The reason behind the first AMU Literary Festival: A Photo-feature and a Note

AMU students hold the first AMU Lit Fest

The students at Aligarh Muslim University, innaugurated the first edition of the AMU Lit fest on 20th March. The three-day festival opened with a key note lecture by Jerry Pinto who spoke on “Why we should tell our stories”. A range of panel discusisons on a variety of themes, with enthusiastic participation of students, ran parallel with sessions of the Asian Parliamentray Debate.  In the grand finale held at the Kennedy auditorium, teams from IIT BHU and Law College, Dehradun debated the topic “This House Believes that India is an Idea; not just a country”.

Sobia Abidin, a student at AMU explains what drove her and her fellow students to organize the AMU Lit fest.

A discussion on Kafkaland: Dr. Mohammad Sajjad, Manisha Sethi and Dr. Mohibul Haq in conversation. The discussion was moderated by Fawaz Shaheen
A discussion on Kafkaland: Dr. Mohammad Sajjad, Manisha Sethi and Dr. Mohibul Haq in conversation. The discussion was moderated by Fawaz Shaheen
Prof. Puroshottam Agrwal reading his new story 'NACOHAS' at the festival. This was followed by a lively discussion on the right to offend and censorship
Prof. Puroshottam Agrwal reading his new story ‘NACOHAS’ at the festival. This was followed by a lively discussion on the right to offend and censorship

The first ever AMU Literary Festival was perhaps the only literary festival in the history of literature in India, which was organized solely by students, who would ultimately be the veterans of tomorrow’s literature. Unlike literature festivals organized by corporate houses for the sheer purpose of business and money making, the AMU Literary Festival was an initiative with a different resolution. The literary festival was a bold initiave to retrieve literature from people producing art for the sake of art, and to celebrate art for the sake of life. The fest aimed at reviving the true essence of literature, which goes beyond the mere commercial tactics of profit making that corporate houses play with at their literature festivals. The idea with which students organized the festival was to resuscitate the literature that gives meaning to life, and inculcate the principles of that literature in budding writers.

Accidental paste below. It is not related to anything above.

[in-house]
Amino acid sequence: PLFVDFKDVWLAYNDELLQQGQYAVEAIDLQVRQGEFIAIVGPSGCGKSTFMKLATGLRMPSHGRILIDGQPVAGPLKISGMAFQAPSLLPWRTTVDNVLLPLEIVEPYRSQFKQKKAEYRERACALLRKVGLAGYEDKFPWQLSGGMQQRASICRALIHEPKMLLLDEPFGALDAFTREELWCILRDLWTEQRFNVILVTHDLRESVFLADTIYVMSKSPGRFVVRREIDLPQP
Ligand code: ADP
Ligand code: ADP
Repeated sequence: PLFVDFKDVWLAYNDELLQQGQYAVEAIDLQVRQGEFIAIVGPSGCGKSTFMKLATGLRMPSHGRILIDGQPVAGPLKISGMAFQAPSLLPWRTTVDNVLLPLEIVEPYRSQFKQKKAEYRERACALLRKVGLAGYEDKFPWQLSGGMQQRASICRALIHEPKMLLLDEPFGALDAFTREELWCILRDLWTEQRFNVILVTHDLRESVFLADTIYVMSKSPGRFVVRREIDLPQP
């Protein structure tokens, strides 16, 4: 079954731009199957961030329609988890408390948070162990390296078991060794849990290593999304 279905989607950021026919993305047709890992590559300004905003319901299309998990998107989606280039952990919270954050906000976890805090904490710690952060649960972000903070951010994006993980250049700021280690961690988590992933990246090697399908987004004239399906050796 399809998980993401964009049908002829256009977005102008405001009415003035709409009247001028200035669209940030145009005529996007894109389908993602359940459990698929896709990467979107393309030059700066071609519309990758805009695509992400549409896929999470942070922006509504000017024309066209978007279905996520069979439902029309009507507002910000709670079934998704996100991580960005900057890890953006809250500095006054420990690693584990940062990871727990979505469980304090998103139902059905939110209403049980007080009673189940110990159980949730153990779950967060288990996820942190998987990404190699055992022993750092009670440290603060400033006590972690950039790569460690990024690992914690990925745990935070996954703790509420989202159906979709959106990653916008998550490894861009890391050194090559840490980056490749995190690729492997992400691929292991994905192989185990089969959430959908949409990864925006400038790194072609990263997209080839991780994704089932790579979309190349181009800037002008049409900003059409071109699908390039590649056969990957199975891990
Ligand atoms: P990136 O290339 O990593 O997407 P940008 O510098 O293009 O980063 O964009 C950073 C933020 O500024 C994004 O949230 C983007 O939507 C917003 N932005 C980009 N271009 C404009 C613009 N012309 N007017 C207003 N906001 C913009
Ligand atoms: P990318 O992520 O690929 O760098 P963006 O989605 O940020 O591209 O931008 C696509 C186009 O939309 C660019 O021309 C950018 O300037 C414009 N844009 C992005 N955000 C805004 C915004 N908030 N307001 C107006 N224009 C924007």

An all student panel discussing pamphlets, posters and politics
An all student panel discussing pamphlets, posters and politics

The goal was formidable, but certainly not an impossible one. We as organizers made sure the guests invited to the festival also believed in the idea of literature that was behind our festival. We looked for people who were writing not simply to create a masterpiece of art, but to hold to the society a mirror with its reflection- which, we believe, is the purpose of literature.

Writer Jerry Pinto interacting with students after his key note lecture
Writer Jerry Pinto interacting with students after his key note lecture

In this process, we invited our guests carefully. We sent out invitations to people working with literature in a wide and diverse dimension, either trying to revive a forgotten form of the art or writing for a cause. This gave the festival a broader literary aspect, as was hoped by the students. The festival organised panels and conversations relating to significant and attention seeking issues and subjects of literature, culture and society. From discussions on literary topics like the Indian novel, science fiction, the importance of translation and the attempt to revive the dying art of poetry to debates on urgent societal matters like politics of counter terrorism, Muslim politics, the argument on ‘right to offend’ and the writing of resistance – the festival covered it all. The festival also widened its scope to development economics with the valedictory session, where Dr Samdu Chetri delivered a lecture on sustainable and economic growth.

Journalist Rana Ayyub on the importance of writing resistance in present times
Journalist Rana Ayyub on the importance of writing resistance in present times

Thus perhaps, the success of the festival lies in its eccentric and sincere concept. Not only was the festival successful in achieving its aim, but it also gave a platform to the aspiring writers among students to learn the art they so cherish. Literature aspirants eagerly sitting among the audience acquired not one but a hundred rules of writing, which will help them ‘break those rules’. These students, through questions and answers sessions after the panels got a chance to ask what bothers them about the subject. After each panel was over, the students also had the chance to interact with the guests in the authors’ lounge, and take a piece of advice from the people excelling in the profession. The aesthetically designed festival area, decorated with joy and love by students would trump a professional event organiser any day!

Poet Sudeep Sen signing his new collection of poetry for students
Poet Sudeep Sen signing his new collection of poetry for students

Hence it would not be wrong to say, that in spite of being the very first of its kind of literary festivals, the AMU Literary Festival was a triumph attained by the students of the university. The festival is a brilliant start of a legacy, a new chapter in the history of the university.

  • Hiba Kakul

    Very well written Sobia 🙂